Cambodia-China Relations in the New Decade

The world is embarking in a new decade and one topic scholars around the world discuss is the future of China and its relations to other countries. China’s influence in Cambodia has drastically increased over the last two decades, in particular when it comes to FDI and military cooperation, and has led to tensions with the USA but also to resentments towards China in Cambodia. Seeing this trend and asking the question what kind of challenges might reveal over the next decade is the main question of the short opinion piece.

 The relations between Cambodia and China date back at least to the 13th century, and diplomatic relations between the two countries were officially established on July 19, 1958. China’s geopolitical interest in Cambodia changed significantly with the end of the Cold War. It retains considerable influence, including through close links with former King Norodom Sihanouk, many senior members of Cambodian Government and the ethnic Chinese community in Cambodia. There are regular high level exchanges between the two countries. China provides substantial bilateral aid, and economic links continued to grow.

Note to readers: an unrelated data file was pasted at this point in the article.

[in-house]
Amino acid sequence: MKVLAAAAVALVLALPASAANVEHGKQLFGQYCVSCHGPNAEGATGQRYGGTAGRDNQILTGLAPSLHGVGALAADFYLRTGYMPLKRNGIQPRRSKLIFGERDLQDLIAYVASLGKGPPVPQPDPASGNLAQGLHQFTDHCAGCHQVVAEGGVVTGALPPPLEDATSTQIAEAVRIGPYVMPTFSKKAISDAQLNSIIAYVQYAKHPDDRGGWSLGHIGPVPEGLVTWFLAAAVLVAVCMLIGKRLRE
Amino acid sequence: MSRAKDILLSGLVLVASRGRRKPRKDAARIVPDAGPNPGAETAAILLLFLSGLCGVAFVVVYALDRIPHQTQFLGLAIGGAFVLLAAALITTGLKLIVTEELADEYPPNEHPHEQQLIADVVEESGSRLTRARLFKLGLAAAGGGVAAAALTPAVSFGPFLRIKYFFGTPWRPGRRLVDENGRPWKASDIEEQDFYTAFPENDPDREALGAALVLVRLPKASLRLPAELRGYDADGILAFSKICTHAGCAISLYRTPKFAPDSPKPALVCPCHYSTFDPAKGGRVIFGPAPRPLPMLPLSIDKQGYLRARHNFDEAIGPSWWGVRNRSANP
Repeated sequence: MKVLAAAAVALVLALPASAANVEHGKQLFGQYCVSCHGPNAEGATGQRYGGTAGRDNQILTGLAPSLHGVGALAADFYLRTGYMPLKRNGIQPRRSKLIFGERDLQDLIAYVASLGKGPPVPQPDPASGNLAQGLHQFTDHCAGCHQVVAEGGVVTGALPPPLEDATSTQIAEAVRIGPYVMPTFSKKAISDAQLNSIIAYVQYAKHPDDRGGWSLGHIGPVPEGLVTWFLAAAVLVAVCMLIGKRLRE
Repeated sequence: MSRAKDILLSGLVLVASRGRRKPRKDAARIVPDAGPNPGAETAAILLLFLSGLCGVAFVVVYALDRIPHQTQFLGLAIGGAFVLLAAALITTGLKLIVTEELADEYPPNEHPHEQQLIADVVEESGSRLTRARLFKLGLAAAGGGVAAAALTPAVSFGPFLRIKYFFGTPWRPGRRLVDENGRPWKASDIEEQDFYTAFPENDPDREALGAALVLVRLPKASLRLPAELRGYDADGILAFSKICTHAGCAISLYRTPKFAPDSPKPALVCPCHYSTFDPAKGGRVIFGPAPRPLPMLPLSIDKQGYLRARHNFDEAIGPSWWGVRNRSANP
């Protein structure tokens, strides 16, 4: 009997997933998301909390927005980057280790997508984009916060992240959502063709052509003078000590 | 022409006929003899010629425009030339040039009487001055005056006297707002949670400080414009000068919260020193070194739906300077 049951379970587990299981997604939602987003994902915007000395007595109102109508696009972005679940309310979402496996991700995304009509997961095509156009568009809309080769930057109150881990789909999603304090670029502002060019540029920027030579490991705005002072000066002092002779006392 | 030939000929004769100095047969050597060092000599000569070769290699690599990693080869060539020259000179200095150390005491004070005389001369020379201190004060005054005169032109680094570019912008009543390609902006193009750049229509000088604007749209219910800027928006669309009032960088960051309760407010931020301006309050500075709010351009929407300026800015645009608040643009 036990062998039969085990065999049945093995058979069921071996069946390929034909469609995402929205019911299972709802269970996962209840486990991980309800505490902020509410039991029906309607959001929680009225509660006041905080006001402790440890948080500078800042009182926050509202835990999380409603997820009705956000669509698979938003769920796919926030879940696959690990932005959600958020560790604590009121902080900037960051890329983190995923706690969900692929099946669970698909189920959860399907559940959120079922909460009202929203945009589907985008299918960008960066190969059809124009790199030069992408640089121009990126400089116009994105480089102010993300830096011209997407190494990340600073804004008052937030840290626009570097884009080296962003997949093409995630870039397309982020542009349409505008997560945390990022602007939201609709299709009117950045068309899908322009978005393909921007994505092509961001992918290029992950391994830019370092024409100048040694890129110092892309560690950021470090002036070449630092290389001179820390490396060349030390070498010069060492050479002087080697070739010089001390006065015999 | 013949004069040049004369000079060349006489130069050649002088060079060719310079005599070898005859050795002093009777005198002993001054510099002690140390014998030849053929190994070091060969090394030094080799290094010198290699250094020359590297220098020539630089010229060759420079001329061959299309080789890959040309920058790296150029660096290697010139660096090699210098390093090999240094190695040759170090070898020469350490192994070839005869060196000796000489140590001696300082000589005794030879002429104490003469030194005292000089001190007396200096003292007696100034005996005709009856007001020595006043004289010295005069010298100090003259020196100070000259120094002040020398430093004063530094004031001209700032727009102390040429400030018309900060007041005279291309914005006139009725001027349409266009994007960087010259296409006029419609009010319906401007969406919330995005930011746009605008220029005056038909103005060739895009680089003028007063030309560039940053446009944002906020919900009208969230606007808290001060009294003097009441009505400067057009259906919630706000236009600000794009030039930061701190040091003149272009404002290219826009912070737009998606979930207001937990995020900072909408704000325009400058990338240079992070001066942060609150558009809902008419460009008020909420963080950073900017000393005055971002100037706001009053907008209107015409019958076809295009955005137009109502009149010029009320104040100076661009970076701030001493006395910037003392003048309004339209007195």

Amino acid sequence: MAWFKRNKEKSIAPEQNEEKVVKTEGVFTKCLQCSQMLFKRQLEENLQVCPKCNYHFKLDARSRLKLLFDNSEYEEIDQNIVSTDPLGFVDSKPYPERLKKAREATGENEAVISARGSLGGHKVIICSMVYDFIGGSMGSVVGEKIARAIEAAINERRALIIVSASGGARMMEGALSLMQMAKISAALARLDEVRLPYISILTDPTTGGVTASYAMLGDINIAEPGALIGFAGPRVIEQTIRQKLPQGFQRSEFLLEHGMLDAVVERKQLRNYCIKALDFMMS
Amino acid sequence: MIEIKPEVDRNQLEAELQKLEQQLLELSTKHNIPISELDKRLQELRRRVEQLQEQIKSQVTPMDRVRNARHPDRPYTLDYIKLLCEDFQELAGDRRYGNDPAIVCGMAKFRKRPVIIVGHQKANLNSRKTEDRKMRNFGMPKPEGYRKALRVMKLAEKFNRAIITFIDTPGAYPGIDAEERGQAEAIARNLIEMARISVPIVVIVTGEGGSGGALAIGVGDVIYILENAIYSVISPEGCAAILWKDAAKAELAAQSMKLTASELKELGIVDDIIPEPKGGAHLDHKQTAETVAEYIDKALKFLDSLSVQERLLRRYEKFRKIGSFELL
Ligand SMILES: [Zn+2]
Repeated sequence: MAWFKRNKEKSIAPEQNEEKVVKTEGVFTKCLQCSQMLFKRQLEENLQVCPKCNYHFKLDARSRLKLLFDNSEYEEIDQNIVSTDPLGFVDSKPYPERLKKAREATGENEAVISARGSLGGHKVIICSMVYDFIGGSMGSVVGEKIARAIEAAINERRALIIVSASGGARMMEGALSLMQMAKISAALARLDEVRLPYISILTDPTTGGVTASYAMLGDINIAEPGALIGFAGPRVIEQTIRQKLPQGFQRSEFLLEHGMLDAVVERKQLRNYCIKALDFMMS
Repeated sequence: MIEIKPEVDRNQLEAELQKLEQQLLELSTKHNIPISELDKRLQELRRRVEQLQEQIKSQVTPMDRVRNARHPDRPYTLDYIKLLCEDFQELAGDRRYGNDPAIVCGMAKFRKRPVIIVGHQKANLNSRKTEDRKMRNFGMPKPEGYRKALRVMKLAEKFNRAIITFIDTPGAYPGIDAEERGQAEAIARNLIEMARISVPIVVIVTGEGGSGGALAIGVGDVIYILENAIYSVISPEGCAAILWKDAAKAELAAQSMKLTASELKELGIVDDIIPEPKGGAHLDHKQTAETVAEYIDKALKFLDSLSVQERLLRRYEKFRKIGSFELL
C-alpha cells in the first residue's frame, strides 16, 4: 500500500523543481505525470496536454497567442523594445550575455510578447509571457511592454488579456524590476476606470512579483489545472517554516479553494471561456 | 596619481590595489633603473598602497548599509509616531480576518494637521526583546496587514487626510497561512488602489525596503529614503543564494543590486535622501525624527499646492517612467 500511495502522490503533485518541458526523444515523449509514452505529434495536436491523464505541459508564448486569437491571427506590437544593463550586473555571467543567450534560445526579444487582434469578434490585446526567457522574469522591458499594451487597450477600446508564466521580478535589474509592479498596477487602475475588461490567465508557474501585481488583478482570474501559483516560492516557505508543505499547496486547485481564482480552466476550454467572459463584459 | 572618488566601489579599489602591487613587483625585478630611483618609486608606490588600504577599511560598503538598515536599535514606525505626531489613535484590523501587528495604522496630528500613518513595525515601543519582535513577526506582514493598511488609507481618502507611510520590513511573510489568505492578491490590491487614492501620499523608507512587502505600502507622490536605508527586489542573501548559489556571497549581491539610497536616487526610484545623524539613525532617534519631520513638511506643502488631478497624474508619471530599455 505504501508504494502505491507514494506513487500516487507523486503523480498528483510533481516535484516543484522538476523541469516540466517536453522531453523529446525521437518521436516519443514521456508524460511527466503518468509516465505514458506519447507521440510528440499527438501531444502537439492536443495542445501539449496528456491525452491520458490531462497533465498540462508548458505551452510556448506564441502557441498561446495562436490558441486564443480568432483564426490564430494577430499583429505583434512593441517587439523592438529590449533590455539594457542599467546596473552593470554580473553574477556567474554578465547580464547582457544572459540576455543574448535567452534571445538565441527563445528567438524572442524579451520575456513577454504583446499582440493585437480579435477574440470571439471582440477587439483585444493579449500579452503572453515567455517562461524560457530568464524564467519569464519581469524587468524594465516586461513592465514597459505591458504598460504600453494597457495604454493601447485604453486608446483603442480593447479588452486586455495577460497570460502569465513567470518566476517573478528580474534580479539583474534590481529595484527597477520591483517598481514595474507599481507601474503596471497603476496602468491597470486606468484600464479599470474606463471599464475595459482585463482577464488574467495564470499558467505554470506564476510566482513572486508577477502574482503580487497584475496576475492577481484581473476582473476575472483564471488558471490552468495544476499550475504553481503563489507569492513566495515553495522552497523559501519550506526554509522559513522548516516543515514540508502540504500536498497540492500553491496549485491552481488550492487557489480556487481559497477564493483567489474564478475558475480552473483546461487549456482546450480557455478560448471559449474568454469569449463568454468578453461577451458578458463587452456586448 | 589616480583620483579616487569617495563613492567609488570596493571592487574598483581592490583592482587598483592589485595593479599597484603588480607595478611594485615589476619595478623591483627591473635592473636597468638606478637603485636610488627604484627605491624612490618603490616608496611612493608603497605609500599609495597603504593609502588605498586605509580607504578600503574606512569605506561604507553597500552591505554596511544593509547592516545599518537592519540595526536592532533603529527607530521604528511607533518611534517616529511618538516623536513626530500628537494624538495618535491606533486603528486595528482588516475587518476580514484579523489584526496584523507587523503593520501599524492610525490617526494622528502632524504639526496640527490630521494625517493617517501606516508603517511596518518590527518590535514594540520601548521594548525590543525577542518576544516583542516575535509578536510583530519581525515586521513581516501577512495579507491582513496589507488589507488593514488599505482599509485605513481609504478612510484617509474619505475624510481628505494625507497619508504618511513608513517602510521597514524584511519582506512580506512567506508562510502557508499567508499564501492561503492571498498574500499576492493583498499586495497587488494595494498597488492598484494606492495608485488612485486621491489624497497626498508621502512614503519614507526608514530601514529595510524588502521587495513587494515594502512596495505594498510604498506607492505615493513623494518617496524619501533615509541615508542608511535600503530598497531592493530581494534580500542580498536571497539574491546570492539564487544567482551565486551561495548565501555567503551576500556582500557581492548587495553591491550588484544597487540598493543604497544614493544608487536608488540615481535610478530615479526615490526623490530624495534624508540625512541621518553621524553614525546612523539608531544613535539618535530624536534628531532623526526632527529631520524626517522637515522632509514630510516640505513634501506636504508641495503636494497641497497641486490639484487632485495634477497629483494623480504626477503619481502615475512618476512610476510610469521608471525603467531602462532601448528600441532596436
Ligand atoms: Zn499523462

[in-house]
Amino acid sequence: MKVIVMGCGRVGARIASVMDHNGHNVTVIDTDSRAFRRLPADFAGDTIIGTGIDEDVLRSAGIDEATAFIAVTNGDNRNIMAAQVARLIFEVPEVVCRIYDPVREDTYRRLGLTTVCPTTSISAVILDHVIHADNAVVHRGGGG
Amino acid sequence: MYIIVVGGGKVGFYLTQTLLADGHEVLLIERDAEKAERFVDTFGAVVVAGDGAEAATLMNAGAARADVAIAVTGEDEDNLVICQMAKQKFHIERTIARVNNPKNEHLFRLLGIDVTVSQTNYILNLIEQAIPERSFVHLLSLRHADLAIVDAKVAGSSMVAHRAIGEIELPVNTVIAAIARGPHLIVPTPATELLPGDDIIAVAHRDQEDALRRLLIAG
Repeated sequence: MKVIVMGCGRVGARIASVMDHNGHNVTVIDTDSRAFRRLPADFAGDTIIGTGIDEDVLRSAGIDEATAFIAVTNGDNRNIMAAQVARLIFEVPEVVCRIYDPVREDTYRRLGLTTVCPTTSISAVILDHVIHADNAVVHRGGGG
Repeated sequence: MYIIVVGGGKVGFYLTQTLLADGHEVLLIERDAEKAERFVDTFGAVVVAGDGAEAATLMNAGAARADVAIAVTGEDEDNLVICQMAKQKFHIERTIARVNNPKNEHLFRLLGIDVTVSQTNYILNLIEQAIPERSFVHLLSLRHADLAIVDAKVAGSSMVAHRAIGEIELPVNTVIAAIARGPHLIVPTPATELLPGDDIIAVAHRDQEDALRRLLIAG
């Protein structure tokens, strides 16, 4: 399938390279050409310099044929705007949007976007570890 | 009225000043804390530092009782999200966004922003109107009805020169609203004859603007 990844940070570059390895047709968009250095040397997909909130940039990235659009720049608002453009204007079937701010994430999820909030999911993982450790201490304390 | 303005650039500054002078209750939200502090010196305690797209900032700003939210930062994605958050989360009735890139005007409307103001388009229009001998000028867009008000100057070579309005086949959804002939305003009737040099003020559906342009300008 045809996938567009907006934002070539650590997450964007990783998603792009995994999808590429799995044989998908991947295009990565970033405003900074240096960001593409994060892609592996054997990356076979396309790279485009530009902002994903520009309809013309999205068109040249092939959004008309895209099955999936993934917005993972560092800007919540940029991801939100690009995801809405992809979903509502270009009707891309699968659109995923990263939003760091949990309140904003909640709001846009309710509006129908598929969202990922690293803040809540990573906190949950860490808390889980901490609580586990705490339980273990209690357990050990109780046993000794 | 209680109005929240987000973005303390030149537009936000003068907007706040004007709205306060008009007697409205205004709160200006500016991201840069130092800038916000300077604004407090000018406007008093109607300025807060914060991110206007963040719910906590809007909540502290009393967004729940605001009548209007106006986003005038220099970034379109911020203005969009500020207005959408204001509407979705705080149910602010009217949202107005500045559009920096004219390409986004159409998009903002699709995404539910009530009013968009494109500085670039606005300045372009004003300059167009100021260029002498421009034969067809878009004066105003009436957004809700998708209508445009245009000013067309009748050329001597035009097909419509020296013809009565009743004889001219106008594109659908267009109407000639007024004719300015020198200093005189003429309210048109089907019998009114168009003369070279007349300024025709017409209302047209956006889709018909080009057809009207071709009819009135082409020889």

Cambodia and China enjoy very strong political relations and military cooperation. In 2006, the two countries agreed to raise their bilateral relations to a comprehensive partnership of cooperation and upgraded to a comprehensive strategic partnership in 2010. Moreover, the two countries also signed “Action Plan 2019-2023 on Building China-Cambodia Community of Shared Future” in April 2019. Under this action plan, the two countries committed to undertake 31 measures in the five domains of politics, security, economics, people-to-people relations, and multilateral cooperation. However, their relations may have been overshadowed by development agenda. Since the introduction of Belt and Road Initiative (BRI) in late 2013, China has played influential role in Cambodia in which development agenda has been used as a tool.